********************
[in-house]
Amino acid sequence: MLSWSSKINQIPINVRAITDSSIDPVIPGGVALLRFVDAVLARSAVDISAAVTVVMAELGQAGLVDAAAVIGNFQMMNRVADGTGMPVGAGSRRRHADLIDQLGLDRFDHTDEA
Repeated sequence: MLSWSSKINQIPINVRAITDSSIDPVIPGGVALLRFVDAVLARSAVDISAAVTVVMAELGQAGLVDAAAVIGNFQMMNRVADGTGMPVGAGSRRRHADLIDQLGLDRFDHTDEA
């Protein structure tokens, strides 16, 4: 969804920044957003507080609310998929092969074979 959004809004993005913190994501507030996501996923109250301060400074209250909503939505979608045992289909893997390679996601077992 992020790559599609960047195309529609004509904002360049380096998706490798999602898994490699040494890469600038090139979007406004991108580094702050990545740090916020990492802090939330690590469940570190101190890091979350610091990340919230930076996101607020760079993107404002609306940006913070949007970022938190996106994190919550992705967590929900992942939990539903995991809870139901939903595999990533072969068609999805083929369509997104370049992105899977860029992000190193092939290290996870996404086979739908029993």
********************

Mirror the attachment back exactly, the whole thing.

[in-house]
Amino acid sequence: MLSWSSKINQIPINVRAITDSSIDPVIPGGVALLRFVDAVLARSAVDISAAVTVVMAELGQAGLVDAAAVIGNFQMMNRVADGTGMPVGAGSRRRHADLIDQLGLDRFDHTDEA
Repeated sequence: MLSWSSKINQIPINVRAITDSSIDPVIPGGVALLRFVDAVLARSAVDISAAVTVVMAELGQAGLVDAAAVIGNFQMMNRVADGTGMPVGAGSRRRHADLIDQLGLDRFDHTDEA
């Protein structure tokens, strides 16, 4: 969804920044957003507080609310998929092969074979 959004809004993005913190994501507030996501996923109250301060400074209250909503939505979608045992289909893997390679996601077992 992020790559599609960047195309529609004509904002360049380096998706490798999602898994490699040494890469600038090139979007406004991108580094702050990545740090916020990492802090939330690590469940570190101190890091979350610091990340919230930076996101607020760079993107404002609306940006913070949007970022938190996106994190919550992705967590929900992942939990539903995991809870139901939903595999990533072969068609999805083929369509997104370049992105899977860029992000190193092939290290996870996404086979739908029993």